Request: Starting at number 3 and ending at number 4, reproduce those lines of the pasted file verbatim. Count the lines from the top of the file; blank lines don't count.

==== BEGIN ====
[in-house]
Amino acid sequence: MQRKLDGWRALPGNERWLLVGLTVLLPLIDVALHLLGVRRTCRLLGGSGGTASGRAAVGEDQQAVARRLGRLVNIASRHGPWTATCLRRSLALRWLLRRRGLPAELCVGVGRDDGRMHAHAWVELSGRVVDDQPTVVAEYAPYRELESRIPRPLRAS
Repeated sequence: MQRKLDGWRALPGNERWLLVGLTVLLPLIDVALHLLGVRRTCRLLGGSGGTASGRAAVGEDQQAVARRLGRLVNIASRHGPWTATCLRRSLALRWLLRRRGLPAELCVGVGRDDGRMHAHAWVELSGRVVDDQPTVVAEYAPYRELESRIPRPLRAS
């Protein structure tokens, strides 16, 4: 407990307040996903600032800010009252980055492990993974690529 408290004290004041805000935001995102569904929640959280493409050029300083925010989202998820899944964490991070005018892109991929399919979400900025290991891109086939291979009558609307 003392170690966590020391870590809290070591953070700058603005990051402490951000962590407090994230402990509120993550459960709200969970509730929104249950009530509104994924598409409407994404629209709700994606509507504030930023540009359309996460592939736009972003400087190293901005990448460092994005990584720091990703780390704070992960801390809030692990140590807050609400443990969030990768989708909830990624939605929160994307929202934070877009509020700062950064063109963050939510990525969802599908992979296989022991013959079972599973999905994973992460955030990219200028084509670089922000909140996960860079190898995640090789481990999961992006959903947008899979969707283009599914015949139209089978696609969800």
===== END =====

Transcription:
Repeated sequence: MQRKLDGWRALPGNERWLLVGLTVLLPLIDVALHLLGVRRTCRLLGGSGGTASGRAAVGEDQQAVARRLGRLVNIASRHGPWTATCLRRSLALRWLLRRRGLPAELCVGVGRDDGRMHAHAWVELSGRVVDDQPTVVAEYAPYRELESRIPRPLRAS
């Protein structure tokens, strides 16, 4: 407990307040996903600032800010009252980055492990993974690529 408290004290004041805000935001995102569904929640959280493409050029300083925010989202998820899944964490991070005018892109991929399919979400900025290991891109086939291979009558609307 003392170690966590020391870590809290070591953070700058603005990051402490951000962590407090994230402990509120993550459960709200969970509730929104249950009530509104994924598409409407994404629209709700994606509507504030930023540009359309996460592939736009972003400087190293901005990448460092994005990584720091990703780390704070992960801390809030692990140590807050609400443990969030990768989708909830990624939605929160994307929202934070877009509020700062950064063109963050939510990525969802599908992979296989022991013959079972599973999905994973992460955030990219200028084509670089922000909140996960860079190898995640090789481990999961992006959903947008899979969707283009599914015949139209089978696609969800």